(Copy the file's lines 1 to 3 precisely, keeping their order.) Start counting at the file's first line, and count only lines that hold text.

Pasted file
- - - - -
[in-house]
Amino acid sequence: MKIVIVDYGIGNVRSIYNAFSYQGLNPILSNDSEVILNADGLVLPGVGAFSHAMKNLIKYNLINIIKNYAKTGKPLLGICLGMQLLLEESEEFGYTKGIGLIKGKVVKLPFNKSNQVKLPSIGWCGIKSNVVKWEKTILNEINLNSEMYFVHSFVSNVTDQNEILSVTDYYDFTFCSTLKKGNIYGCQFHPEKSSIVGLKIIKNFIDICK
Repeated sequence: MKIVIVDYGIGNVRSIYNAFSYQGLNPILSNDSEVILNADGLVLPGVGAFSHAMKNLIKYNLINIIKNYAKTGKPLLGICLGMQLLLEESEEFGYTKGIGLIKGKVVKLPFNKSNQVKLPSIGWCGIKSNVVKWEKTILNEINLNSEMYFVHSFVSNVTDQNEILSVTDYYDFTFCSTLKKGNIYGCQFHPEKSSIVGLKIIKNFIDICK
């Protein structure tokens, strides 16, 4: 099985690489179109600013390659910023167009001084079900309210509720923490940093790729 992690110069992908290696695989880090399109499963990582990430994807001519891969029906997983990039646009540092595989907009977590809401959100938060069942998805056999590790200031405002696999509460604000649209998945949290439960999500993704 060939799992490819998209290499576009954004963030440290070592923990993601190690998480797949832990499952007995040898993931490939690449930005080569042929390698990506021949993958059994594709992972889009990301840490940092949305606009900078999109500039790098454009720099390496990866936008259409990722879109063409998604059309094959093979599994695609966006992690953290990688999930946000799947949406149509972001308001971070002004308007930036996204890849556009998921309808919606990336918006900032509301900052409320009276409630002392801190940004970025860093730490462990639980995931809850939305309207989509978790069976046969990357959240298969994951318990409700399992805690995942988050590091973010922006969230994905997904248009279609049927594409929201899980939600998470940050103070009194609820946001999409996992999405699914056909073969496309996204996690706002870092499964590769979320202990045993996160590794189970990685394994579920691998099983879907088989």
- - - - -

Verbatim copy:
[in-house]
Amino acid sequence: MKIVIVDYGIGNVRSIYNAFSYQGLNPILSNDSEVILNADGLVLPGVGAFSHAMKNLIKYNLINIIKNYAKTGKPLLGICLGMQLLLEESEEFGYTKGIGLIKGKVVKLPFNKSNQVKLPSIGWCGIKSNVVKWEKTILNEINLNSEMYFVHSFVSNVTDQNEILSVTDYYDFTFCSTLKKGNIYGCQFHPEKSSIVGLKIIKNFIDICK
Repeated sequence: MKIVIVDYGIGNVRSIYNAFSYQGLNPILSNDSEVILNADGLVLPGVGAFSHAMKNLIKYNLINIIKNYAKTGKPLLGICLGMQLLLEESEEFGYTKGIGLIKGKVVKLPFNKSNQVKLPSIGWCGIKSNVVKWEKTILNEINLNSEMYFVHSFVSNVTDQNEILSVTDYYDFTFCSTLKKGNIYGCQFHPEKSSIVGLKIIKNFIDICK